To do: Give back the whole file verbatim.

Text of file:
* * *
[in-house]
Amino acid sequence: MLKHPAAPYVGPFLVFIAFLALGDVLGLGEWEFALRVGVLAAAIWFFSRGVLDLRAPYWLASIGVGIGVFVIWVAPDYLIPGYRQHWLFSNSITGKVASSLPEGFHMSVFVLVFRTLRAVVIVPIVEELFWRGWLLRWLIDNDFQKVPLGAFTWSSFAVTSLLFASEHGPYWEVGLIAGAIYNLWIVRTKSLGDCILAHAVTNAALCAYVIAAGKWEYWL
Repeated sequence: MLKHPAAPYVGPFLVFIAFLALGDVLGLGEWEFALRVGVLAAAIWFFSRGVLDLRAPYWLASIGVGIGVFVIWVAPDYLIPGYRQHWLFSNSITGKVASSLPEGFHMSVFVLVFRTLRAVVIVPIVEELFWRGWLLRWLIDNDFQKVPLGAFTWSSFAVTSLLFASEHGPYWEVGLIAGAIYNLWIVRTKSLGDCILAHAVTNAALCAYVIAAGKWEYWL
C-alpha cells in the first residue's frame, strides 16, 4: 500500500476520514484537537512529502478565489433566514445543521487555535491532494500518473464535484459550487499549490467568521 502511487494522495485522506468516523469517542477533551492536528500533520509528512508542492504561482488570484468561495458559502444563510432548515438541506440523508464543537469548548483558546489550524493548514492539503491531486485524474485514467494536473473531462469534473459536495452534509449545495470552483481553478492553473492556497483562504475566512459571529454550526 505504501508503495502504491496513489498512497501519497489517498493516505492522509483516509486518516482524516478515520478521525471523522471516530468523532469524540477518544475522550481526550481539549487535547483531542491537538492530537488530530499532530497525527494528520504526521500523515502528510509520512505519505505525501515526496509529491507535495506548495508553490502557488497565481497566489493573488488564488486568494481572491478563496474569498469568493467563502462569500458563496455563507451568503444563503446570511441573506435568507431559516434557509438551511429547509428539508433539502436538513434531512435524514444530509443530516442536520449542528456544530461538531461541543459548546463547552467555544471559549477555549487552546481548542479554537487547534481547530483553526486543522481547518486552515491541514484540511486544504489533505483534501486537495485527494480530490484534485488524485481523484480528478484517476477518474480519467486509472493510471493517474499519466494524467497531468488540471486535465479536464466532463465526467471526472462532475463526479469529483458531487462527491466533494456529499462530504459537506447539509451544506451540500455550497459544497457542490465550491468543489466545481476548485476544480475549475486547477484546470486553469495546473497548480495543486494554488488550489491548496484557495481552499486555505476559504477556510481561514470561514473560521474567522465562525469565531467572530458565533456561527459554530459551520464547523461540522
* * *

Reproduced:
[in-house]
Amino acid sequence: MLKHPAAPYVGPFLVFIAFLALGDVLGLGEWEFALRVGVLAAAIWFFSRGVLDLRAPYWLASIGVGIGVFVIWVAPDYLIPGYRQHWLFSNSITGKVASSLPEGFHMSVFVLVFRTLRAVVIVPIVEELFWRGWLLRWLIDNDFQKVPLGAFTWSSFAVTSLLFASEHGPYWEVGLIAGAIYNLWIVRTKSLGDCILAHAVTNAALCAYVIAAGKWEYWL
Repeated sequence: MLKHPAAPYVGPFLVFIAFLALGDVLGLGEWEFALRVGVLAAAIWFFSRGVLDLRAPYWLASIGVGIGVFVIWVAPDYLIPGYRQHWLFSNSITGKVASSLPEGFHMSVFVLVFRTLRAVVIVPIVEELFWRGWLLRWLIDNDFQKVPLGAFTWSSFAVTSLLFASEHGPYWEVGLIAGAIYNLWIVRTKSLGDCILAHAVTNAALCAYVIAAGKWEYWL
C-alpha cells in the first residue's frame, strides 16, 4: 500500500476520514484537537512529502478565489433566514445543521487555535491532494500518473464535484459550487499549490467568521 502511487494522495485522506468516523469517542477533551492536528500533520509528512508542492504561482488570484468561495458559502444563510432548515438541506440523508464543537469548548483558546489550524493548514492539503491531486485524474485514467494536473473531462469534473459536495452534509449545495470552483481553478492553473492556497483562504475566512459571529454550526 505504501508503495502504491496513489498512497501519497489517498493516505492522509483516509486518516482524516478515520478521525471523522471516530468523532469524540477518544475522550481526550481539549487535547483531542491537538492530537488530530499532530497525527494528520504526521500523515502528510509520512505519505505525501515526496509529491507535495506548495508553490502557488497565481497566489493573488488564488486568494481572491478563496474569498469568493467563502462569500458563496455563507451568503444563503446570511441573506435568507431559516434557509438551511429547509428539508433539502436538513434531512435524514444530509443530516442536520449542528456544530461538531461541543459548546463547552467555544471559549477555549487552546481548542479554537487547534481547530483553526486543522481547518486552515491541514484540511486544504489533505483534501486537495485527494480530490484534485488524485481523484480528478484517476477518474480519467486509472493510471493517474499519466494524467497531468488540471486535465479536464466532463465526467471526472462532475463526479469529483458531487462527491466533494456529499462530504459537506447539509451544506451540500455550497459544497457542490465550491468543489466545481476548485476544480475549475486547477484546470486553469495546473497548480495543486494554488488550489491548496484557495481552499486555505476559504477556510481561514470561514473560521474567522465562525469565531467572530458565533456561527459554530459551520464547523461540522